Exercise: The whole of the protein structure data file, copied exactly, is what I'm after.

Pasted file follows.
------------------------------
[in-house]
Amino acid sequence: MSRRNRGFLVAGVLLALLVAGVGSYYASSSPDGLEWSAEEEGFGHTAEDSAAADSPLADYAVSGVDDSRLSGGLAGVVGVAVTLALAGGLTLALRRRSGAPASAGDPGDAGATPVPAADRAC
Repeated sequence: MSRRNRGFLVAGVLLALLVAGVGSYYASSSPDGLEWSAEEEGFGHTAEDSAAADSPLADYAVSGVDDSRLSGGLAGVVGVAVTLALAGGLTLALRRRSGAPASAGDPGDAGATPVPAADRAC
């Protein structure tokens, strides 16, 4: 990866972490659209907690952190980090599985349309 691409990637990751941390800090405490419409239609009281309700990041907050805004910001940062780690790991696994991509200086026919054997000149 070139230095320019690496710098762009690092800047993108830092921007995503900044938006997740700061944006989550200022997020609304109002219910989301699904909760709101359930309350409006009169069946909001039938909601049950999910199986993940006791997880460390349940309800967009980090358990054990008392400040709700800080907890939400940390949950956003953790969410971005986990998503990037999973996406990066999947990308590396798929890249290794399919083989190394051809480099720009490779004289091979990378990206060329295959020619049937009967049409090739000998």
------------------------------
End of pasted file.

[in-house]
Amino acid sequence: MSRRNRGFLVAGVLLALLVAGVGSYYASSSPDGLEWSAEEEGFGHTAEDSAAADSPLADYAVSGVDDSRLSGGLAGVVGVAVTLALAGGLTLALRRRSGAPASAGDPGDAGATPVPAADRAC
Repeated sequence: MSRRNRGFLVAGVLLALLVAGVGSYYASSSPDGLEWSAEEEGFGHTAEDSAAADSPLADYAVSGVDDSRLSGGLAGVVGVAVTLALAGGLTLALRRRSGAPASAGDPGDAGATPVPAADRAC
């Protein structure tokens, strides 16, 4: 990866972490659209907690952190980090599985349309 691409990637990751941390800090405490419409239609009281309700990041907050805004910001940062780690790991696994991509200086026919054997000149 070139230095320019690496710098762009690092800047993108830092921007995503900044938006997740700061944006989550200022997020609304109002219910989301699904909760709101359930309350409006009169069946909001039938909601049950999910199986993940006791997880460390349940309800967009980090358990054990008392400040709700800080907890939400940390949950956003953790969410971005986990998503990037999973996406990066999947990308590396798929890249290794399919083989190394051809480099720009490779004289091979990378990206060329295959020619049937009967049409090739000998």